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Blooming interesting: 5 things you didn't know about jacaranda trees

Image: 123RF/Andrey Moisseyev

The Highveld has finally got drenching summer rain, seeing Joburg and Pretoria turn gloriously purple as their jacaranda trees come into bloom.

As social media is flooded with images of these gorgeous trees in all their glory, you can impress your friends by adding some of these fascinating facts when you comment on their pics.

1. They're not south African

Jacarandas are not indigenous to Mzansi - they are originally from South America. They were imported to South Africa from Argentina in the 1880s and, according to Johannesburg City Parks, nursery owner William Nelson is credited with lining the streets of Johannesburg with the trees.

2. They're not always purple

Pretoria is known as the Jacaranda City. It is also home to rare white jacarandas, which were selectively bred and whose seeds are apparently sterile. Herbert Baker Street in Groenkloof is only one in the country with abundance of these exceptional trees.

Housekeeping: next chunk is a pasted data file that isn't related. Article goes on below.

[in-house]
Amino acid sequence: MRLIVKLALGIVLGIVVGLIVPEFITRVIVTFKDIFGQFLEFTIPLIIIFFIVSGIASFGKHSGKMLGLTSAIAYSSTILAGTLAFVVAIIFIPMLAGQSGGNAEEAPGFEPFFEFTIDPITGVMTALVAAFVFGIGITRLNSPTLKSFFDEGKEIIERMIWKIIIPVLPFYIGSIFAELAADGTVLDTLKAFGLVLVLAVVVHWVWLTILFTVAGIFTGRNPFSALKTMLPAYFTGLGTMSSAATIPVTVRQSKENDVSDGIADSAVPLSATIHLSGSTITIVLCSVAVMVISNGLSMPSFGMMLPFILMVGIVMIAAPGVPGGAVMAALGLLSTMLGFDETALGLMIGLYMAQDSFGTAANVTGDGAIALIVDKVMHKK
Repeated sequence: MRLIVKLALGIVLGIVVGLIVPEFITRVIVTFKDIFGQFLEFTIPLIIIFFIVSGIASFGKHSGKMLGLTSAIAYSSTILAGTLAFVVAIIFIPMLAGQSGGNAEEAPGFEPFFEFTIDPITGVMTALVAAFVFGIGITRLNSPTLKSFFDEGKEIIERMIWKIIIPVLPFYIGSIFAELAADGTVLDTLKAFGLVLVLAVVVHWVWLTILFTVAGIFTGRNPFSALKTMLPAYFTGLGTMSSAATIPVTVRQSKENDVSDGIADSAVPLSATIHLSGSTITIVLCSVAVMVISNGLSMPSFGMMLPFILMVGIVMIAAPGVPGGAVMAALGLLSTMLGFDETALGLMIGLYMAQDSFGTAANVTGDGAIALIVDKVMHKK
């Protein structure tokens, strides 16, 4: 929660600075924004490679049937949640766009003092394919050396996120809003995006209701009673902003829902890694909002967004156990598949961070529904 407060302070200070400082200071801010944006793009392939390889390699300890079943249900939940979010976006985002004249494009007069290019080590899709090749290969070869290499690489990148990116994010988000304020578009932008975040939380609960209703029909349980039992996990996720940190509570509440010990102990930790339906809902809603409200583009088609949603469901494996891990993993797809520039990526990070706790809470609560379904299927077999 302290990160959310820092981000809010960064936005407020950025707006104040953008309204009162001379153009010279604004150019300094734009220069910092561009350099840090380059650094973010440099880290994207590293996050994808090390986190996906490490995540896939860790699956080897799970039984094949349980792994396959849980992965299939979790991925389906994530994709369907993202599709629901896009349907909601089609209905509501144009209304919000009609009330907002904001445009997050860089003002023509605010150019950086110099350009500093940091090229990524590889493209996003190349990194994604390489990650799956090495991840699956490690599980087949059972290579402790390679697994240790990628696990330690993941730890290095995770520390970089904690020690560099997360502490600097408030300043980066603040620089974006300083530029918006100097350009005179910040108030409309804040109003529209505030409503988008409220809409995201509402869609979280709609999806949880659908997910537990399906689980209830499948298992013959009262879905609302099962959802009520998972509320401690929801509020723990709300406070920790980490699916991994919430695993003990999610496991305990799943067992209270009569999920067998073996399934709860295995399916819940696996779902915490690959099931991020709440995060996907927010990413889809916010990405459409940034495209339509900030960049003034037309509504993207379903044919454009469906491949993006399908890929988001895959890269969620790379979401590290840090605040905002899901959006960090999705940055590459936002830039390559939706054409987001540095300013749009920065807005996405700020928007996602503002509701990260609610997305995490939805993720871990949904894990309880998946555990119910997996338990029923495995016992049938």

3. It can be dangerous to take pictures with them

Along with hot Christmases and shark-infested seas, we share a fondness of jacarandas with the Aussies. However, residents of the Sydney suburb of Kirribilli became so fed up with people snapping away at its purple avenues — many of them standing in the middle of the street or even lying in the road, posing for photos — that they asked authorities to close certain roads in 2017 in the interests of safety.

4. It's illegal to plant new Jacaranda trees

Because they are alien plants, jacarandas are harmful to the South African environment and eco-system. It has therefore been made illegal to plant new trees. But since they can apparently live for up to two centuries, Joburgers and Pretorians can rest easy knowing it will be a while before their precious trees disappear.

5. They were the star of one of the best April Fool's jokes

In 2001, Carte Blanche reported the government planned to remove all jacaranda trees because they were water-guzzling aliens. The public was up in arms. Turns out it was a meticulously planned April Fool’s Day joke. It nonetheless made it clear South Africans love jacarandas and are not willing to part with them.

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